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Sony Cyber Shot DSC-W90 review: Sony Cyber Shot DSC-W90

MSRP: $379.99
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The Good Quick performance; good pictures at lower sensitivity settings.

The Bad Small buttons feel awkward.

The Bottom Line Quick shooting and generally good picture quality make the Sony Cyber-shot DSC-W90 a solid choice.

Visit manufacturer site for details.

7.4 Overall
  • Design 7
  • Features 8
  • Performance 8
  • Image quality 7

Review Sections

Sony pushes its Cyber-shot W-series forward by inches, not miles, with the DSC-W90. This 8-megapixel point-and-shoot camera offers a higher resolution than its predecessor, the Cyber-shot DSC-W80, but otherwise doesn't change much of anything.

From the outside, the W90 looks almost indistinguishable from its 7-megapixel little brother. Its slim metal body measures less than 0.9 inch thick and weighs only 5.3 ounces with battery and Memory Stick Duo. Unfortunately, just like the W80, its small, flat buttons can feel uncomfortable to large-thumbed users.

Along with the same design, the W90 shares a nearly identical feature set with the W80. The 8-megapixel camera uses a 35mm-105mm equivalent, f/2.8-5.2 lens, giving it a standard 3x zoom range. Its 2.5-inch LCD screen isn't huge by today's standards, but it offers a decent view and leaves enough room on the camera for an optical viewfinder. Despite being part of Sony's budget line, the W90 incorporates a 9-point autofocus system and a face detection mode, both useful when your subject is not in the center of the frame. The W90 also includes 31 megabytes of internal memory, enough to hold a few dozen photos or about a minute and a half of fair-quality VGA footage. Invest in a Memory Stick Duo to get any shooting longevity out of this camera.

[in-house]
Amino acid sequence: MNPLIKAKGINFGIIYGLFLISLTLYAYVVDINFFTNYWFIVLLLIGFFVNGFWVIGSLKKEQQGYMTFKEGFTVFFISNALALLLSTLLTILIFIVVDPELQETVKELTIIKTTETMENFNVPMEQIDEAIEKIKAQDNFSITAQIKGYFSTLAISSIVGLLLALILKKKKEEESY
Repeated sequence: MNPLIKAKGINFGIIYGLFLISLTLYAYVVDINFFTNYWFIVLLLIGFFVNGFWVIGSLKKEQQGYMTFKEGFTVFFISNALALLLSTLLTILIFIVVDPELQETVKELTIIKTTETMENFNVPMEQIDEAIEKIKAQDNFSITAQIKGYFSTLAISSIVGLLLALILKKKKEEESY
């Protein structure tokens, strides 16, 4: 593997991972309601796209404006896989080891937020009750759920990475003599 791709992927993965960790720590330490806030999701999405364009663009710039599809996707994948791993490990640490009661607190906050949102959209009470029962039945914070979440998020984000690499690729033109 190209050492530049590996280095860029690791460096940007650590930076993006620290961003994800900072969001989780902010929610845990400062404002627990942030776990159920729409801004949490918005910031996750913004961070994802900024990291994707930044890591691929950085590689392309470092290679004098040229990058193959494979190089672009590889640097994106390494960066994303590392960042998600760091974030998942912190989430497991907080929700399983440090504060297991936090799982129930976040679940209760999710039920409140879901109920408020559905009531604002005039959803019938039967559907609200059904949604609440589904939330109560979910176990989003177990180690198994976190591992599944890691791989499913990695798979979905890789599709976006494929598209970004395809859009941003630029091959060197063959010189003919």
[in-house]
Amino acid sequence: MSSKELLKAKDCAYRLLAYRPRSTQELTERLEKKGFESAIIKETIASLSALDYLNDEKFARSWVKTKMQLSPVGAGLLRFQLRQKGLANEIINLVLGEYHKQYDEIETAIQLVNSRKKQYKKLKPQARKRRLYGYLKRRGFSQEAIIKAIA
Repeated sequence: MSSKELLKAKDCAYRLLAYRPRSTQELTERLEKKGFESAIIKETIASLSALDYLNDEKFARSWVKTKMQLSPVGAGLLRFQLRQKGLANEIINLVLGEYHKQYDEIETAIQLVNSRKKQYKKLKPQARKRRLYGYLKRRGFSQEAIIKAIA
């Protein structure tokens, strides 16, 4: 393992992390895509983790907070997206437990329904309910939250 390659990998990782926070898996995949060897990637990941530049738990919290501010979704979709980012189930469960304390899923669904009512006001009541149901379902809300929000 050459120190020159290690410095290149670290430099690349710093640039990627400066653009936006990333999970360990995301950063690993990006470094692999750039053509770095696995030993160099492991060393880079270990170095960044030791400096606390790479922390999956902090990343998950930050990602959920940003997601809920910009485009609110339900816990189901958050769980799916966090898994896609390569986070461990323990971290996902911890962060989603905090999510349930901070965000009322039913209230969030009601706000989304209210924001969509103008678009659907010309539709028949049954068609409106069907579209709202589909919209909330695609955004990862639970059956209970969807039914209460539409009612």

As with the W80, a generous suite of onboard retouching options help offset the W90's cookie-cutter feature set. Once you've taken a picture, you can crop it, rotate it (in 90-degree increments), or remove red eyes from portraits taken with the camera's flash. It even offers a handful of picture effects, like soft focus, fisheye, and cross filter. Most of these retouches feel more like gimmicks than actual useful features, but they can still be fun to play with.

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